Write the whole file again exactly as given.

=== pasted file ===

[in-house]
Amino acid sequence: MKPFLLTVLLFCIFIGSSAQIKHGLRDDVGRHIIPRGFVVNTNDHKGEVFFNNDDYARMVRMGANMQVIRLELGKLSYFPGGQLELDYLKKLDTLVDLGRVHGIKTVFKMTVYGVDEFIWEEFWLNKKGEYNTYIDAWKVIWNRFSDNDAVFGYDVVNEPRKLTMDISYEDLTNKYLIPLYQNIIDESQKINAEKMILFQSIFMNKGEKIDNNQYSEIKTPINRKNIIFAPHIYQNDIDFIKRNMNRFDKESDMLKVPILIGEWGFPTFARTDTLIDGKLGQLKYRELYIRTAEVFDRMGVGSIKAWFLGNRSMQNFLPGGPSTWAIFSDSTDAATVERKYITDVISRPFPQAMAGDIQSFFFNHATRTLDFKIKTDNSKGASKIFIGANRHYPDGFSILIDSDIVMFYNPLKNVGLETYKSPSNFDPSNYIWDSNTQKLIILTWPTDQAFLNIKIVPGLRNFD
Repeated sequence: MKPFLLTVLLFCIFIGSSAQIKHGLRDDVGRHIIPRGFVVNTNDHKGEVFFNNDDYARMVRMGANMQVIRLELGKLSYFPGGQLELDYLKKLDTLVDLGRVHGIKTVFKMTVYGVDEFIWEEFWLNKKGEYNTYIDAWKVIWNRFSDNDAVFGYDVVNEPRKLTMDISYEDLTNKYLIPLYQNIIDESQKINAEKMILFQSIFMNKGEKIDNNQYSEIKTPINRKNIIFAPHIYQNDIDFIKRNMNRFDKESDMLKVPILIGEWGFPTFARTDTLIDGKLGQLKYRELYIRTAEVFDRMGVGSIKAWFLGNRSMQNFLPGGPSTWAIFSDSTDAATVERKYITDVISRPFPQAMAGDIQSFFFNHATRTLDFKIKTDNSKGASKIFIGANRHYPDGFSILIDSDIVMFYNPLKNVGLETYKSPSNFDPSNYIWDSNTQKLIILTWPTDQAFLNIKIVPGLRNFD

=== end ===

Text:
[in-house]
Amino acid sequence: MKPFLLTVLLFCIFIGSSAQIKHGLRDDVGRHIIPRGFVVNTNDHKGEVFFNNDDYARMVRMGANMQVIRLELGKLSYFPGGQLELDYLKKLDTLVDLGRVHGIKTVFKMTVYGVDEFIWEEFWLNKKGEYNTYIDAWKVIWNRFSDNDAVFGYDVVNEPRKLTMDISYEDLTNKYLIPLYQNIIDESQKINAEKMILFQSIFMNKGEKIDNNQYSEIKTPINRKNIIFAPHIYQNDIDFIKRNMNRFDKESDMLKVPILIGEWGFPTFARTDTLIDGKLGQLKYRELYIRTAEVFDRMGVGSIKAWFLGNRSMQNFLPGGPSTWAIFSDSTDAATVERKYITDVISRPFPQAMAGDIQSFFFNHATRTLDFKIKTDNSKGASKIFIGANRHYPDGFSILIDSDIVMFYNPLKNVGLETYKSPSNFDPSNYIWDSNTQKLIILTWPTDQAFLNIKIVPGLRNFD
Repeated sequence: MKPFLLTVLLFCIFIGSSAQIKHGLRDDVGRHIIPRGFVVNTNDHKGEVFFNNDDYARMVRMGANMQVIRLELGKLSYFPGGQLELDYLKKLDTLVDLGRVHGIKTVFKMTVYGVDEFIWEEFWLNKKGEYNTYIDAWKVIWNRFSDNDAVFGYDVVNEPRKLTMDISYEDLTNKYLIPLYQNIIDESQKINAEKMILFQSIFMNKGEKIDNNQYSEIKTPINRKNIIFAPHIYQNDIDFIKRNMNRFDKESDMLKVPILIGEWGFPTFARTDTLIDGKLGQLKYRELYIRTAEVFDRMGVGSIKAWFLGNRSMQNFLPGGPSTWAIFSDSTDAATVERKYITDVISRPFPQAMAGDIQSFFFNHATRTLDFKIKTDNSKGASKIFIGANRHYPDGFSILIDSDIVMFYNPLKNVGLETYKSPSNFDPSNYIWDSNTQKLIILTWPTDQAFLNIKIVPGLRNFD